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Diary of WWII POW in Italy and Germany


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#26 Jack's Son

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Posted 27 June 2013 - 02:14 PM

These diaries are always an interesting read, thanks for the look!

#27 bobgee

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Posted 27 June 2013 - 03:30 PM

Agree - they are the "Real Scoop". First hand adventures. Thanks. Bobgee

#28 JDK

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Posted 29 June 2013 - 07:36 AM

Great stuff! Thanks for sharing it!!

 

JD



#29 Giovanni R.

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Posted 12 September 2013 - 04:57 AM

If it may interest you taking a quick look I've recognized some Italian city names:

Sulmona (where he was shot down), Foggia (bombed city on the way to Rome) and Bologna (Where "Campo N° 19" was located)


Edited by Giovanni R., 12 September 2013 - 04:58 AM.


#30 Custermen

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Posted 19 September 2013 - 07:54 PM

Info from Fold3

Missing Air Crew Report
S/Sgt William Warren Gooch  SN  14050230, Asst Engineer
 
9th Air Force 98th Bomb(H) Group, 344 Bomb (H) Squadron
Point of departure;  Lete, LLibya
Desitnation:  Sulmona, Italy
Dated  Sept 3, 1943
Aircraft: B-24D   SN 42-42525    AC No. 42-40742
Pilot:  2nd Lt. Irving (NMI) Moehling


#31 manayunkman

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Posted 19 September 2013 - 08:43 PM

Very cool diary.

 

Love the art and map.



#32 WWGoochdaughter

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Posted 22 August 2014 - 12:31 AM

William Warren Gooch is my father.
This is his diary.
My father mentioned this, but never knew what became of it.
I have the book the Red cross gave him in which he drew the guards, his plane crash described in the beginning pages of his diary, and other POWs.
They look like photographs.
My sister and I did not know this existed until a week ago.
The events my father spoke of in his later years have now come to life.
WW Gooch was a positive, kind, happy man and was loved by all.
After the war, he was president of his fraternity, and one of the top marksman in the country, and graduated with a degree in civil engineering.



Thank you so much for sharing this with us.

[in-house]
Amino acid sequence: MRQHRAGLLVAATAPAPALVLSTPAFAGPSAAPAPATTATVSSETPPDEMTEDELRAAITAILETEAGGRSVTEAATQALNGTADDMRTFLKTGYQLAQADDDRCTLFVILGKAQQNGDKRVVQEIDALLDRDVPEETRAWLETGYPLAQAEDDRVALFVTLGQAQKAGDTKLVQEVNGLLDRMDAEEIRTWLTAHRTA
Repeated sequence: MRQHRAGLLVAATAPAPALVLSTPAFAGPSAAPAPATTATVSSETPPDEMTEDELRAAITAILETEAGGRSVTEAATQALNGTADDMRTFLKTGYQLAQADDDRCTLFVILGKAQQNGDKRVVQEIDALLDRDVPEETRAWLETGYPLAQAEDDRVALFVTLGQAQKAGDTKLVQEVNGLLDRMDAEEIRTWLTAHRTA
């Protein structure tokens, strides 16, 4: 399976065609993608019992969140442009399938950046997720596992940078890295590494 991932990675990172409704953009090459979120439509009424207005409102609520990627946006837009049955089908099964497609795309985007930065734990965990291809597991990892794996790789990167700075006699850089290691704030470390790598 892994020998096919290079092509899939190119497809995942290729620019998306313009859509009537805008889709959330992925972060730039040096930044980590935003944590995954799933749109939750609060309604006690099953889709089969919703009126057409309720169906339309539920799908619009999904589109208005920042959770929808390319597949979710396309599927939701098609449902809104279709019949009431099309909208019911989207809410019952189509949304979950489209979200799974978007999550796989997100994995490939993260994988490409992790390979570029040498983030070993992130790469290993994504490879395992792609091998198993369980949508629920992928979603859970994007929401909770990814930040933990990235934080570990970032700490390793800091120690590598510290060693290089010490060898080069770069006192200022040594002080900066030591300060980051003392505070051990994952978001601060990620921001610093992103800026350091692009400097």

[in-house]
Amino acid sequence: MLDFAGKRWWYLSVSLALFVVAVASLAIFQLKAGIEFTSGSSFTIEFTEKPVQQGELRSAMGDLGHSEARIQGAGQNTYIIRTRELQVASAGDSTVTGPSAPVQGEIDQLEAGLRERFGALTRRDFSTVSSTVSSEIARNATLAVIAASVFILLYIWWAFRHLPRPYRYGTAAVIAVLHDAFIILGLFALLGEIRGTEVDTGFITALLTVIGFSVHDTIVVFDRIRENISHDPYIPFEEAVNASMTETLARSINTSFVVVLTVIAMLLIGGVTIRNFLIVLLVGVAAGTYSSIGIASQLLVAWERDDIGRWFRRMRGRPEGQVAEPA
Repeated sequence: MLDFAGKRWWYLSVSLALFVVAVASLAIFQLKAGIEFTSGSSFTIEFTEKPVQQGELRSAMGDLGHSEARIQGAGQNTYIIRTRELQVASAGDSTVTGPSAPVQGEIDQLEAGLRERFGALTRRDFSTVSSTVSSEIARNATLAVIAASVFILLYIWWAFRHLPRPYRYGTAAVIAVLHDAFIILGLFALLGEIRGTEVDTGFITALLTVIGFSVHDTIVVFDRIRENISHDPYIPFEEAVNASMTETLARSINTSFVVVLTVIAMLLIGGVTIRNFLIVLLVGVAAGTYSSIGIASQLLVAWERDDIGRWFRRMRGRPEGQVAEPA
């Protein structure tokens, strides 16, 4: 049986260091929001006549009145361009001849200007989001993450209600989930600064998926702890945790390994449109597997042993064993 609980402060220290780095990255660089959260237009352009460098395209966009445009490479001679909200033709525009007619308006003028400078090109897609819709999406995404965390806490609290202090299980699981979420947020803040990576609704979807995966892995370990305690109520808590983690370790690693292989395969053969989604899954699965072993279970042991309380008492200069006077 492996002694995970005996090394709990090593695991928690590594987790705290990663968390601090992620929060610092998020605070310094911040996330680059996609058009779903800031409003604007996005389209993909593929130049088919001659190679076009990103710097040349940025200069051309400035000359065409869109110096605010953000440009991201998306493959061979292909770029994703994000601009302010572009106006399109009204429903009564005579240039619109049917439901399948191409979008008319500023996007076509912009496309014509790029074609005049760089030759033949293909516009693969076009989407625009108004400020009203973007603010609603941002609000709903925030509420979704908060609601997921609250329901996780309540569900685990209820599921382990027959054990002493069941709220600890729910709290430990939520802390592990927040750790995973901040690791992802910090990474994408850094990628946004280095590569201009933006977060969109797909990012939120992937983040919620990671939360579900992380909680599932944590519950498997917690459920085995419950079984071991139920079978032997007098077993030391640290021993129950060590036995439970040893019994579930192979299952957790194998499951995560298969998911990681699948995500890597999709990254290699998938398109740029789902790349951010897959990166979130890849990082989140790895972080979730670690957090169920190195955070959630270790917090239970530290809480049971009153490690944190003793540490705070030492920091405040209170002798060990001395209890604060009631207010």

I have every piece of correspondence, from his eloquently written notes to his mother in training, to being listed as missing for a year, to presumed dead.
This diary completes the history of his sacrifices for our freedom.
I would treasure seeing the photos, and knowing how you obtained this.
Thank you, kind soldier.
 



#33 WWGoochdaughter

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Posted 22 August 2014 - 12:39 AM

My father, WWG, was also in the Polesti Bombing raid, crash landing in Malta.
I remember him saying the holes in the plane were so large from being hit so often, that the crew walked through them.



#34 ramram

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Posted 22 August 2014 - 05:17 AM

Wow, it's a pleasure and very much a surprise to hear from you.  I sent you a PM.  I look forward to hearing from you.

 

Rob



#35 WWGoochdaughter

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Posted 08 April 2015 - 09:41 PM

I can not find your email address.
I took photos off all the drawings that were drawn by Daddy when he wrote this diary, and will forward them to you.
Jennifer



#36 AEstridge

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Posted 02 November 2016 - 05:09 AM

My grandfather, T/Sgt Edwin. W. Estridge, was the engineer on this plane, 42-40742, "Jinx". I have his Red Cross journal but it has no where near as much detail as WW Gooch shared. My granddad died in 1998. Several years ago, I did a google search and actually contacted via phone Irv Moehling, the pilot, George Pino, the bombardier, and Joe Pacolt, the radio operator. I told each of them that I was not calling to ask them about their war experience but rather to see if they could tell me anything about my granddad. They each did, and I was so grateful. My granddad was a great man, and when he was told to put his POW time behind him he seemingly did and never spoke of it. I am so grateful that he survived, along with all of the others except for Lt. Wilmer Lee. My dad was not born until after the war so I wouldn't be here if things were different. Thank you again so much for sharing this. IMG_0013.JPG